Going away to college is a fairly usual occurrence for many teenagers. But for Josh Fisk, the adventure will be most unusual.
This September, Fisk, a sophomore at Helena High, will be leaving Helena to attend the English National Ballet School in London, the beginning of what he hopes to be a long career in professional European dance.
"It's a really big deal," Queen City Ballet Artistic Director Campbell Midgley said. "Schools are looking for a tremendous amount of very specific talent, and Josh has that natural ability."
Fisk is quiet and focused. When doing any of the seven movements of ballet (plie, releve, tendu, glissade, saute, elance, tourne) it seems he has an internal gyroscope allowing him a wide range of motion with his hyperextendable joints.
Ballet is a deceptively power-centric form of dance. The lifts, turns, throws and movement place an enormous amount of stress on the body. Weightlifting and flexibility work are key to the success of any good dancer, but it still causes a shocking amount of injuries. Fisk's joints will take on a lot of the stress, but in his time at the English National School of Ballet, he'll be doing some pretty strenuous physical work to become the dancer he strives to be.
"I did a lot of sports before," Fisk said Wednesday in Queen City Studio, where he's currently preparing for the May 11-12 "Alice in Wonderland" production. But the ballet bug bit and bit hard.
His mother, Julie, said Josh saw a program on television when he was 13 and asked her if he could take lessons.
"He mumbled about it," Julie said. "And then he mumbled about it some more and I asked 'do you want to take lessons?' and he said 'yes.'"
Julie poked some light fun at her son: "He cares about the Seahawks and Fortnite," but said she knows he has a passion for ballet strong enough to justify going abroad at just 16, where he will be pushed and taught by some of the best in the world.
"It's bittersweet," Julie said. "I'm proud of and happy for Josh."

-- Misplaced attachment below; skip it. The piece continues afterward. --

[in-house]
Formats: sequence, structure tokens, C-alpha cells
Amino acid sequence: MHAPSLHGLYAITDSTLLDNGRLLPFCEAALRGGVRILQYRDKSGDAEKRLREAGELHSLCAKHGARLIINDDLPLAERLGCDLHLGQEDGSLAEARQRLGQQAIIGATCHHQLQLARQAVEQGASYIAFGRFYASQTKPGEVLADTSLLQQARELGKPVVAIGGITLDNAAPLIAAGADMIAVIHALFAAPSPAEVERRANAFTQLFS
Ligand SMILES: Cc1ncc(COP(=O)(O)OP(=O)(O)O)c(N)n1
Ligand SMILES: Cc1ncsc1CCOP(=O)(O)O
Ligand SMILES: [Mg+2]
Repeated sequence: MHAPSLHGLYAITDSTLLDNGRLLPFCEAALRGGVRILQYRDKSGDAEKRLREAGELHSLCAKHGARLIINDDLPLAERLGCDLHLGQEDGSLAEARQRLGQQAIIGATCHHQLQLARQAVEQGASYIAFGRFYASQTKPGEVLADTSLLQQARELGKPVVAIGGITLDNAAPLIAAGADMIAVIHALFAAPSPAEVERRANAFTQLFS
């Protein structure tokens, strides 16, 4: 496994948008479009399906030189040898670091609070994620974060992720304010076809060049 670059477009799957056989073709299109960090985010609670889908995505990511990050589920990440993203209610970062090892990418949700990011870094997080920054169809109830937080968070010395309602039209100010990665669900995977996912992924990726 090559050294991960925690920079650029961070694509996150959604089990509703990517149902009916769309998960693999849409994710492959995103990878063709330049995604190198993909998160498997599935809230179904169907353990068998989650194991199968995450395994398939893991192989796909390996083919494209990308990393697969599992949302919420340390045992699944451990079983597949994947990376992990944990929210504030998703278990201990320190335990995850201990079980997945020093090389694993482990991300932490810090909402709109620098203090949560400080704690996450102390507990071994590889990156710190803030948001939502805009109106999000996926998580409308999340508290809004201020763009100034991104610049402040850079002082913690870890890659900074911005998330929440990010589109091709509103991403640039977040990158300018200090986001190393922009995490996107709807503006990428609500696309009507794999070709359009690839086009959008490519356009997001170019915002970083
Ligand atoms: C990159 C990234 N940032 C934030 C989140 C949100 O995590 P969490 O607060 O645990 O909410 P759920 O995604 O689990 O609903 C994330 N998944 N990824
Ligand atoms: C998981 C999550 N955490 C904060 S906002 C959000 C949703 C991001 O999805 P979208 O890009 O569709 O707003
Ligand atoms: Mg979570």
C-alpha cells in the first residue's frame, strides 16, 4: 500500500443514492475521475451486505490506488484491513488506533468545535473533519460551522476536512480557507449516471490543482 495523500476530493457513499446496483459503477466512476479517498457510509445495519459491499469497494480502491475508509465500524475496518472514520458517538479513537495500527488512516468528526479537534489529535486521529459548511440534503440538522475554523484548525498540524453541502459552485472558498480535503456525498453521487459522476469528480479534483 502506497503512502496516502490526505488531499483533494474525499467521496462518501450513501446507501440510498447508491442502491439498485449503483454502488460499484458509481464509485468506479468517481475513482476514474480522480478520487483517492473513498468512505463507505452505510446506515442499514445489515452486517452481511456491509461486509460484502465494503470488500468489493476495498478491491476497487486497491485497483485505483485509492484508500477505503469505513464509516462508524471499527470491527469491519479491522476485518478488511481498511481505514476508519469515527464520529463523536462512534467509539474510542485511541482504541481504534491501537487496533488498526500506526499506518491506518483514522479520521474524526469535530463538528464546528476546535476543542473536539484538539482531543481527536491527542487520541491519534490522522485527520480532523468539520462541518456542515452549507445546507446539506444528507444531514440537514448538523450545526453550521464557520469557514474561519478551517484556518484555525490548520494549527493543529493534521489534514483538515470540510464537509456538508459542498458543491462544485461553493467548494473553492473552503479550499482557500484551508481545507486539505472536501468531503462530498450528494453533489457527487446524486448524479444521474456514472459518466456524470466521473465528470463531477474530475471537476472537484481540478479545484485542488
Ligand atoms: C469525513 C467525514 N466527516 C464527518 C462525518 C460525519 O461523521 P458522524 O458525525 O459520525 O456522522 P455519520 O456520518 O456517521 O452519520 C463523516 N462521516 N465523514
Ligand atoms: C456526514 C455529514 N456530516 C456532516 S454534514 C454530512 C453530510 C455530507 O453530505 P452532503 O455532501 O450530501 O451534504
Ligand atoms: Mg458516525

The English National Ballet School is one of the few institutions that offers young dancers the chance to get both a bachelor's degree in dance performance and the ability to train with some of the best professional ballet dancers in the world.
Located in East London, the school holds worldwide auditions to look for new talent. Teens from Japan to France to New York come to London to take a shot at the chance of a lifetime.
That's where Fisk found himself in March. And for someone who's only been dancing for two and a half years, that's a big accomplishment.
"It takes a minimum of 10 years to form a dancer," in the Russian classical style of ballet, Midgely said. But Fisk is well ahead of the curve. "In two and a half years he did what it takes five to do, and in five years he'll do what it takes 10 to do" Midgely said.
Fisk's natural talent gives him an edge, but the willingness to work is what will make or break him. Midgely, who danced professionally with the Houston Ballet, understands the rigors of becoming a principal dancer like Fisk has his sights on. There aren't a lot of professional ballet companies in the world, but many of the best are in Europe, where Fisk hopes to break in after his three-year schooling at the English National Ballet.
Fisk had to send in a video and paper application to the school in late 2018, and this January he and 500 other teens received invites to the preliminary audition in March.
"You go in front of a panel of three jury members who watch you," Fisk said. "They don't provide feedback, but take notes."
After the first audition, each dancer received an envelope saying "yes" or "no" that let them know if they were going on to the next round. Josh got a yes and on the next day, got approval to attend in September.
"I'll be surrounded by guys my age who will push me to become better," Fisk said.
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